In the first 6 months of life, babies have a rapid growth characterized by a particular development of the brain. The amino acids and fatty acids from the breast milk contribute to this growth. Moreover, the mom’s body is able to adjust the composition of the breast milk to fit the particular needs of their baby, providing the right nutrients at each meal.
Apart from nutrients, breast milk also contains antibacterial and infection prevention agents including immunoglobulins, which play an important role in the development of the immune system.
Particularly important in the first days of life is also the colostrum. This fluid is produced only in the first days after delivery and it is rich in proteins. It also has a high content of minerals and vitamins, not to mention antibodies, infection prevention agents, anti-inflammatory agents, growth factors, enzymes, and hormones.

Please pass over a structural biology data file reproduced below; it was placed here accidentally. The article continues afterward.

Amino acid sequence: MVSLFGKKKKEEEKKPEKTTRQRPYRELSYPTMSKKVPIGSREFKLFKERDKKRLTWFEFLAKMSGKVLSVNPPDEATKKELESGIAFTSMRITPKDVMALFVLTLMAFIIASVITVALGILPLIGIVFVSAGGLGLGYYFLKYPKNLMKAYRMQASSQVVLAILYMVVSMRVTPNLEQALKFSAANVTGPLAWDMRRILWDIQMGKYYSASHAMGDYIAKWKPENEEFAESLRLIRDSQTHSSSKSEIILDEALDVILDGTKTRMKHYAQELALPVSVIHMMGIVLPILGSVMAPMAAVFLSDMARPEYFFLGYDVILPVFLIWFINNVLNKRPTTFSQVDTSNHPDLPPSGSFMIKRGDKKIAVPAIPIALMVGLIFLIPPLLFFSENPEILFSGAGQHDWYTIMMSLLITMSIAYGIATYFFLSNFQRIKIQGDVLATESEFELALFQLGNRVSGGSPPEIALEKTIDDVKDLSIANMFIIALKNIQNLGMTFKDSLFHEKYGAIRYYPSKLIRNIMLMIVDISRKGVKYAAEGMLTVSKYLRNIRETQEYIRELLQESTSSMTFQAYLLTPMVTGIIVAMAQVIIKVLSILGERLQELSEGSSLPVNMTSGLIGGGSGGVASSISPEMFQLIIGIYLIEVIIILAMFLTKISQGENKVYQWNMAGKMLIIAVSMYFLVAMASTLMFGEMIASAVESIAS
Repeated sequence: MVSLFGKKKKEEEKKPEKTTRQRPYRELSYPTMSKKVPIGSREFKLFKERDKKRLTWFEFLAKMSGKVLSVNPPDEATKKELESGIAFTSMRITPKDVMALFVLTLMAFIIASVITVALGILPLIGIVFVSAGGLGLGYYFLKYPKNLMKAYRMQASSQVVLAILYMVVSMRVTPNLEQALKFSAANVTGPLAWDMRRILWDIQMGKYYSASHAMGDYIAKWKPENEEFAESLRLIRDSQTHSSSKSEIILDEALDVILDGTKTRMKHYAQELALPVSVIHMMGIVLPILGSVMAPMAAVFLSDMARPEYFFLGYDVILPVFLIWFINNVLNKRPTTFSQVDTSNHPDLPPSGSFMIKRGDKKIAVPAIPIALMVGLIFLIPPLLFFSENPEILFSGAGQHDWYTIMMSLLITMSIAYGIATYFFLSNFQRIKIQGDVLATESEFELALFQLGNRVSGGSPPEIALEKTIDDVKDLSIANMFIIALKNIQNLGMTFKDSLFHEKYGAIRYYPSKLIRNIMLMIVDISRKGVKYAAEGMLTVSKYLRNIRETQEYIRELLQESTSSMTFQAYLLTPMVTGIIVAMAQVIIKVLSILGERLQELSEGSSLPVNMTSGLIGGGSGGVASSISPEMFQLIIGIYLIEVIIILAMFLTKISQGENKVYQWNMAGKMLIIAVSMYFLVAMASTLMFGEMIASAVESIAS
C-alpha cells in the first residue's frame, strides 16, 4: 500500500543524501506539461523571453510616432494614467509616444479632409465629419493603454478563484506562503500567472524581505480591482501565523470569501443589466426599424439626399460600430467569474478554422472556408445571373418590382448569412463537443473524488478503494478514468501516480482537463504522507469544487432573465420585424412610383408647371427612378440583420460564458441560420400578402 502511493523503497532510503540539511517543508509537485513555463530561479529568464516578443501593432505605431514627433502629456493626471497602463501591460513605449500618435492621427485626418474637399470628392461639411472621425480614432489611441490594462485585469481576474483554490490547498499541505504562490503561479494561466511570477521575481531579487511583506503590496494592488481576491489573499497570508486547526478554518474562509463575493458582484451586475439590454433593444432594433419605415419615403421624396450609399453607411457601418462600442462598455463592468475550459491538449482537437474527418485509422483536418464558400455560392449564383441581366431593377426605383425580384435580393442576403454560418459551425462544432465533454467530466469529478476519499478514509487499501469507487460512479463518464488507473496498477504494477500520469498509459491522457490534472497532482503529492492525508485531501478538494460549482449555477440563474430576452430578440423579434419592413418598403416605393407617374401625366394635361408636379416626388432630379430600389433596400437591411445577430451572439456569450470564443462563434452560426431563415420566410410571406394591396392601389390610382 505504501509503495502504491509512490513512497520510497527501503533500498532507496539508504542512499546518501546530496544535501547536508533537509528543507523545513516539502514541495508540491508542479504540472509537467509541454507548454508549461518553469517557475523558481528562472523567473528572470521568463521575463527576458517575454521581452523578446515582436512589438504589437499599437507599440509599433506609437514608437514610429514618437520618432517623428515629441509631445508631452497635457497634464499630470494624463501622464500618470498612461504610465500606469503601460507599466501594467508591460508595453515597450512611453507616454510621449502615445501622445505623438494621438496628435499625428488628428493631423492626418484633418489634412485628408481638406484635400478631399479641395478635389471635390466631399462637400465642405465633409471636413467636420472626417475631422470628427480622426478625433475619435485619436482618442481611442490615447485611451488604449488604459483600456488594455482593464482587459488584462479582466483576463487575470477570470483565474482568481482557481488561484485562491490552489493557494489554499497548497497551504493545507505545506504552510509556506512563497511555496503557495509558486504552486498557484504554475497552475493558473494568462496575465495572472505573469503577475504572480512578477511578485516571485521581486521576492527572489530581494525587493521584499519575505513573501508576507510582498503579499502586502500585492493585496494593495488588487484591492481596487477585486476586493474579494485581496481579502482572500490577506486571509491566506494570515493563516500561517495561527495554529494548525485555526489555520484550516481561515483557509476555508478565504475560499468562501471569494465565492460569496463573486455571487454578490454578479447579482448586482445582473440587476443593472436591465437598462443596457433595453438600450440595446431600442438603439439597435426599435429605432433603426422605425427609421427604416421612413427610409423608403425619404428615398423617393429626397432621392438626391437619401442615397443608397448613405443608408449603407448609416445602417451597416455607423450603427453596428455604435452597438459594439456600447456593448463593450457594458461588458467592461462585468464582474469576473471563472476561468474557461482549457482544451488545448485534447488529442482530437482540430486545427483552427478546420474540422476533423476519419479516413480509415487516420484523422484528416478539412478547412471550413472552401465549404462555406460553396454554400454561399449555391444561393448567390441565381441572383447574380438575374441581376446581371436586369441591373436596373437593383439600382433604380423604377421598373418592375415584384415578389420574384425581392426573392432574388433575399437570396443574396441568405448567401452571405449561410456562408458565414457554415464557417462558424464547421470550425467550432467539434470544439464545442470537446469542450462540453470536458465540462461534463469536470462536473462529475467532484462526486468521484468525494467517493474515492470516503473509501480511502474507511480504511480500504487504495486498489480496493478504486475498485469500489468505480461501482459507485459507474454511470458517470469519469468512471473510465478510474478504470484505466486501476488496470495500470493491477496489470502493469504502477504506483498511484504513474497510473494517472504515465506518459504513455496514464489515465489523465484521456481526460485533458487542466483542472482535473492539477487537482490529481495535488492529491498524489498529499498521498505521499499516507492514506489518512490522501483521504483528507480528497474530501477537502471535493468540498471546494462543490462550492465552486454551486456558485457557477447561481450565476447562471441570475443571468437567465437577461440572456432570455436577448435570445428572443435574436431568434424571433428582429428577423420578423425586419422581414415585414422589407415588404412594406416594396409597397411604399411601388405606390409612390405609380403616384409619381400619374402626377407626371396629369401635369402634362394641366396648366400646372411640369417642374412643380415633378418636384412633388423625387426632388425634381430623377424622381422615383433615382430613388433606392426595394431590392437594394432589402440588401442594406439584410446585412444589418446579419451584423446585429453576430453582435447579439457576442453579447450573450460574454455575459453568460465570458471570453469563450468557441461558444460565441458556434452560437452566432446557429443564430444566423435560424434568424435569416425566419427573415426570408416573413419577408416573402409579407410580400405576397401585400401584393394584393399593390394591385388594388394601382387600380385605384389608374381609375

Breastfeeding is a baby food diet strongly recommended by pediatricians for physiological, psychological and emotional reasons. Moreover, mom and baby can even prolong this period until it is satisfactory for both of them, even until the baby is two years old.
In some particular cases, a newborn’s diet can consist of artificial milk, widely known as baby formula. High-quality formula generally has satisfactory nutritional characteristics and are usually used by busy moms. However, the baby formula should only be used in accordance with the federal and World Health Organization guidelines.
For optimal growth, it is recommended to feed the baby on demand and the formula should be prepared at the moment of the feeding.
Since the immune defenses of a formula fed baby are weaker compared to the breastfed babies, it is recommended to pay special attention to the sterilization of all baby bottles and instruments that come in contact with the milk.